Our week in Managua was not a vacation, nor was it a service trip—it was a much-needed encounter with the real world. We did not return to Chestnut Hill feeling better about ourselves for making a dark-skinned child a bracelet. We came back feeling bitter, furious, and woken-up. We did not revel in our spiritual fulfillment. We reeled in a new understanding of Nicaragua. Nicaragua as home to the Centro de Mujeres Acahual. Nicaragua of Chureca. Nicaragua of deep government corruption, of structural sexism, of deserved anger, and of inspiration.
Silvia’s work is noble and necessary, but to truly solve Acahual’s problems, the world needs to change—the way we confront issues has to change. Students of privilege and opportunity—the epitome of what we are at BC—have the ability and thus the obligation to understand what needs to be done, and what we can do. Every organization we met with in Nicaragua is struggling: with a lack of funding, with underpaid and even unpaid personnel, with an increased demand for resources and services that are already scarce. But they also have a ferocious community of leaders with a vision of a new development, and it is in our privilege and power as young, bright, and educated students to help realize it as the new “real world.”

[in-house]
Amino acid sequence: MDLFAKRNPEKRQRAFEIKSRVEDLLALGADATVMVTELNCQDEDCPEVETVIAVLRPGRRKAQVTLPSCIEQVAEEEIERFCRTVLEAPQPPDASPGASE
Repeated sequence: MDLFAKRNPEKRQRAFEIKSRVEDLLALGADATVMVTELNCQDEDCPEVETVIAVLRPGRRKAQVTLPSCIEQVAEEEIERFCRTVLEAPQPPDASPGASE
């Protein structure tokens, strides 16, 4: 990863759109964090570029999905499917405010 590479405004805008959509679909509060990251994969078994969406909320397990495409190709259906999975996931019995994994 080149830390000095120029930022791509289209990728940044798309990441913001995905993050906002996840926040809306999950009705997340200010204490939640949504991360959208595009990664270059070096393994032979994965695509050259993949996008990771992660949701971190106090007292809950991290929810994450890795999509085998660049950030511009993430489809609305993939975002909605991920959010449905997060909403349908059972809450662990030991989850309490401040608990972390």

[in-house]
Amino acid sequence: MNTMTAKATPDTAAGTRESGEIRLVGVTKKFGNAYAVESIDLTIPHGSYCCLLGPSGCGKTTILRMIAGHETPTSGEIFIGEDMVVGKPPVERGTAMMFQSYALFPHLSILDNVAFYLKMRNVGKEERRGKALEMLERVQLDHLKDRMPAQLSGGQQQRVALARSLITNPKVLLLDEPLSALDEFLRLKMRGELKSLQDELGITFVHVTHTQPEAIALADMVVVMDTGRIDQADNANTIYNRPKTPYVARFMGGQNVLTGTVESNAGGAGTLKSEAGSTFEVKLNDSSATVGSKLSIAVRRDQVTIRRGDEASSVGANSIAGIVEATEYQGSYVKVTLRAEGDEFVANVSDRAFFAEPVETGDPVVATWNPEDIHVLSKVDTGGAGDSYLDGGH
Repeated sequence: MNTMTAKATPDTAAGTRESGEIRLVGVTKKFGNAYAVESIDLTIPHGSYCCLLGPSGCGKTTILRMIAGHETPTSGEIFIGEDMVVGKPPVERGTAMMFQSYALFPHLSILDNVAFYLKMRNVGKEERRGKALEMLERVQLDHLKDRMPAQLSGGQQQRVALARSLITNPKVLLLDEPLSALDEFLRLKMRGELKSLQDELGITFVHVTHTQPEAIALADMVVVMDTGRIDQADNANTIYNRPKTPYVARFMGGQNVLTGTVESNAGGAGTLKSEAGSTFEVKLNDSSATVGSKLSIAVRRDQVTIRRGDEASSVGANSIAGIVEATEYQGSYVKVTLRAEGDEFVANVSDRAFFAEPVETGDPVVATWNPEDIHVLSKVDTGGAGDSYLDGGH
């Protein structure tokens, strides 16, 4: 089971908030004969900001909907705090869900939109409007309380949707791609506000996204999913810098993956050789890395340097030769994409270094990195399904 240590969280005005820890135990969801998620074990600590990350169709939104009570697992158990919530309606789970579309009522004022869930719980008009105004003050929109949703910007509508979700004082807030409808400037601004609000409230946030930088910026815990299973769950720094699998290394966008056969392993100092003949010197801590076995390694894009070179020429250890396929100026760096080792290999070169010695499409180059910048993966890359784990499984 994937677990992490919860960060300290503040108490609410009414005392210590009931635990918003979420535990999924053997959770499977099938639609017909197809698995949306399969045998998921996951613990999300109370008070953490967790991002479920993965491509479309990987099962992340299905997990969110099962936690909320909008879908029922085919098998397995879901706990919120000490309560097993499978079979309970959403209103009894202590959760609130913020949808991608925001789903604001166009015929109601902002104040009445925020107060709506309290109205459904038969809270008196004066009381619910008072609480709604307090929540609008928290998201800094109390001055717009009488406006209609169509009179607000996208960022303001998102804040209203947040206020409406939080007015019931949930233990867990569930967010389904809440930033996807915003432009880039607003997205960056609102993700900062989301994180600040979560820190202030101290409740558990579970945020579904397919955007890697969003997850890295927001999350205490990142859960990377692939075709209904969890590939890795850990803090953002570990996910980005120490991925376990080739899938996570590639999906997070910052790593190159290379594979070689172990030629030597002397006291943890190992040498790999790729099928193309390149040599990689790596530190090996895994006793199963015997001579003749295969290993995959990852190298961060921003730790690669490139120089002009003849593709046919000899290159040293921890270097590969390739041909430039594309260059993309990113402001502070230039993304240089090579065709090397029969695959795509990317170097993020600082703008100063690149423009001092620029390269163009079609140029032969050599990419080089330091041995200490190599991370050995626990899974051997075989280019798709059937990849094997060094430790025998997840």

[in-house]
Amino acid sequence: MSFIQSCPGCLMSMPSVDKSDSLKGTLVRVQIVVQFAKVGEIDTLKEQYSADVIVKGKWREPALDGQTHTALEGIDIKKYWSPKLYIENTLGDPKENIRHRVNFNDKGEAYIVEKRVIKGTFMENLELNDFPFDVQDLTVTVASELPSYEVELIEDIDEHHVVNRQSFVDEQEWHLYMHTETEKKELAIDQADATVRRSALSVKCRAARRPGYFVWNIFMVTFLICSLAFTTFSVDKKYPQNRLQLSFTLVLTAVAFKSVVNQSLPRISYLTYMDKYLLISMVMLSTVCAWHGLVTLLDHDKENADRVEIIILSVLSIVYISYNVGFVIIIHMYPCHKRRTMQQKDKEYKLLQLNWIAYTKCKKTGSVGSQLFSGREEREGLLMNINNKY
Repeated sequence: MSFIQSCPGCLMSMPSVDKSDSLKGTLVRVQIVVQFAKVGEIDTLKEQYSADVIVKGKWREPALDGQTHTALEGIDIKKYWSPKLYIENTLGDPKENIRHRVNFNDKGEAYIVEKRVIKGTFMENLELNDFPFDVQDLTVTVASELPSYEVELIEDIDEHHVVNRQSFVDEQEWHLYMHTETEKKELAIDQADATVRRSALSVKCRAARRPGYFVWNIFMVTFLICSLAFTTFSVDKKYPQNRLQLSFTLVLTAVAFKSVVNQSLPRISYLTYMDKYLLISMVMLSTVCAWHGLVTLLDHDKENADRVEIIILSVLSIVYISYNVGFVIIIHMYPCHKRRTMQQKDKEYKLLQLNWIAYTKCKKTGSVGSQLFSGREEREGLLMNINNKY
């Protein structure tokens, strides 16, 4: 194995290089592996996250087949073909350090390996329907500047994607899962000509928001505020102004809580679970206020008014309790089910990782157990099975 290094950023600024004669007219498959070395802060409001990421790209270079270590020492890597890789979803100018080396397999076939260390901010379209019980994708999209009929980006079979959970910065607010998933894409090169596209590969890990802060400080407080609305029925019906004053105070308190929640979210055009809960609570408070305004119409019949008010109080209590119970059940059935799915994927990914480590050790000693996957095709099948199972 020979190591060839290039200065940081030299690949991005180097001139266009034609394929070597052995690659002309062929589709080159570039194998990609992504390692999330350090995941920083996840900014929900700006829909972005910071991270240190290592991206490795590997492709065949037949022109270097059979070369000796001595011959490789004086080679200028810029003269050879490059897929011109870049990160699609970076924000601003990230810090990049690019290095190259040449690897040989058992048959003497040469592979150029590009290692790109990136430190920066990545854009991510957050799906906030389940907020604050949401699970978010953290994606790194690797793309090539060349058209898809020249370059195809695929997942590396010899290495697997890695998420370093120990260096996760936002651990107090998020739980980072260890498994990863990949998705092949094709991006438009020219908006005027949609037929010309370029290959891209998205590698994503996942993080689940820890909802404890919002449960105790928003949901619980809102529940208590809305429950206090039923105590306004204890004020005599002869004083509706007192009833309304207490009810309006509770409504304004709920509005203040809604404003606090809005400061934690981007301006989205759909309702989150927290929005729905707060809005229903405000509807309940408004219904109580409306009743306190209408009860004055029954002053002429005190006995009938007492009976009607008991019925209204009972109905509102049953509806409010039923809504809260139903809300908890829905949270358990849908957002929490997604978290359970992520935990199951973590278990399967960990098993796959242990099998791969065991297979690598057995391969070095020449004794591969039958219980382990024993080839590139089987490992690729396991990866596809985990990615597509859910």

Featured Image by Silvia Izquierdo – AP Photo